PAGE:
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Thai Religion

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Thailand's culture incorporates a great many influences as would be expected from its constantly changing government and kingdoms throughout the centuries.  Religious influences have been mainly comprised of animism, Hinduism, Buddhism. Thailand’s population is nearly 94% Theravada Buddhist. The next closest minority religions are Muslim (about 5%) and Christian (about 1%).
 
Buddhism in Thailand has also become integrated with folk religion, or practices and superstitions that Thais have added to the original doctrine. For example, it is strongly influenced by traditions regarding ancestral and natural spirits. Thai families often build a small house to hold these spirits. As you travel throughout Thailand, you will see these located directly outside a home’s main entrance. Food and drink offerings are left in the spirit houses on a regular basis to keep them content. It is believed if they are not kept happy, then the household will experience chaos. 
 
Buddhism in Thailand is also influenced by Chinese religions and influence due to the large Thai-Chinese population. Some Chinese have "converted" to Thai-style Theravada Buddhism. However, many still maintain separate temples of the East Asian Mahayana tradition.
 
Temples, or wats, are a definitive part of any trip to Thailand.  The white structures with tall, golden stupas are literally everywhere you go in this country!  As you approach the temples, you are sure to smell the fragrance of incense, exchange smiles with a golden-robed monk, and appreciate the detailed architectural design.  Choosing a just few temples to visit is a great idea as it can get exhausting if you try to see too many of them during your trip.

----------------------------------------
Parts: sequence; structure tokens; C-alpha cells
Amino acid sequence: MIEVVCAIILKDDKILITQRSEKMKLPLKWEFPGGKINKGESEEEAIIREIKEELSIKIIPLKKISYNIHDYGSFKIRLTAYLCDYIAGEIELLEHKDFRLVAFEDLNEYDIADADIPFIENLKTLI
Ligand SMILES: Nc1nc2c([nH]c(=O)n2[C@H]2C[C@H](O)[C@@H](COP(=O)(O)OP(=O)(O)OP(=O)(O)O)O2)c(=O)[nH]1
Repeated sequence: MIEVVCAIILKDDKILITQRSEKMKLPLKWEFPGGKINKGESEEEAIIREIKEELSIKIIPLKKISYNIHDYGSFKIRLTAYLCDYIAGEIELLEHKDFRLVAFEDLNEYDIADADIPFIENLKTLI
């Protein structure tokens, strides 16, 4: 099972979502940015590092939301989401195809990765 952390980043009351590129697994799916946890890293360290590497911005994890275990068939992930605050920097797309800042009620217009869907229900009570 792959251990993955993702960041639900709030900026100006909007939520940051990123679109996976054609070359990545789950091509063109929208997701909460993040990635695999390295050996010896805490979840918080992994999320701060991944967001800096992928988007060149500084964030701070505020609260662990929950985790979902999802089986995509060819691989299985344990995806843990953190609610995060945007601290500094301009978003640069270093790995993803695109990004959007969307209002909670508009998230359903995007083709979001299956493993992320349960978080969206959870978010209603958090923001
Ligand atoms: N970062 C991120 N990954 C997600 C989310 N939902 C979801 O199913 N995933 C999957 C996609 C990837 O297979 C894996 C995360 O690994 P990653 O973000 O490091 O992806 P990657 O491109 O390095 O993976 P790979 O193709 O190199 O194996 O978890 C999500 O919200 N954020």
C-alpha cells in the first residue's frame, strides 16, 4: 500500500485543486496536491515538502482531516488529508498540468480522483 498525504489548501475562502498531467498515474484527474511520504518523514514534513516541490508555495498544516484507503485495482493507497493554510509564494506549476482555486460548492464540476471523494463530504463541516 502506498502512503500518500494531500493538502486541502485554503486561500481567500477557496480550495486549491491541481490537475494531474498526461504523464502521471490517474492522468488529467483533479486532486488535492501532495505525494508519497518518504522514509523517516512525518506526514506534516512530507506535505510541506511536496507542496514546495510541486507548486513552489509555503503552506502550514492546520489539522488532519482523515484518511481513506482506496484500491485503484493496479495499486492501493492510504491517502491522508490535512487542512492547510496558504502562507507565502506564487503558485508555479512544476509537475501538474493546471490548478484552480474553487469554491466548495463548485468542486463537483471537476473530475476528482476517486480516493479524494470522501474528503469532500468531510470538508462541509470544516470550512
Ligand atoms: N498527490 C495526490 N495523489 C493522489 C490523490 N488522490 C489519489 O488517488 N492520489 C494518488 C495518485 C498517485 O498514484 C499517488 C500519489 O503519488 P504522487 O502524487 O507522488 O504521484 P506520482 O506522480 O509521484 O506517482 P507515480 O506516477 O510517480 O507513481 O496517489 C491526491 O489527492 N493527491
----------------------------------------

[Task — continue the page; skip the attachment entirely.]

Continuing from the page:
Upon entering a temple, there is an immediate sense of calm and reverence that should be respected.  Visitors should always dress appropriately – both men and women should not wear tank tops or shorts that do not cover their knees.  Shoes should be removed before entering, as well.  You should stay out of the way of worshipers, back away from the Buddha rather than turning your back, and never point your feet at a Buddha statue.  All visitors should avoid touching objects in the temple, and women should never touch a monk.  Even accidentally brushing against a monk’s robe requires him to go through a lengthy “cleansing” ceremony. 
 
Admission is not required, but travelers can definitely choose to help support the monks with a monetary donation if you so choose.  Donation boxes are typically outside of the temple door.  Consider that visiting a temple is free, but it is truly a unique experience that gives you a glimpse of Thai culture, tradition, and history.

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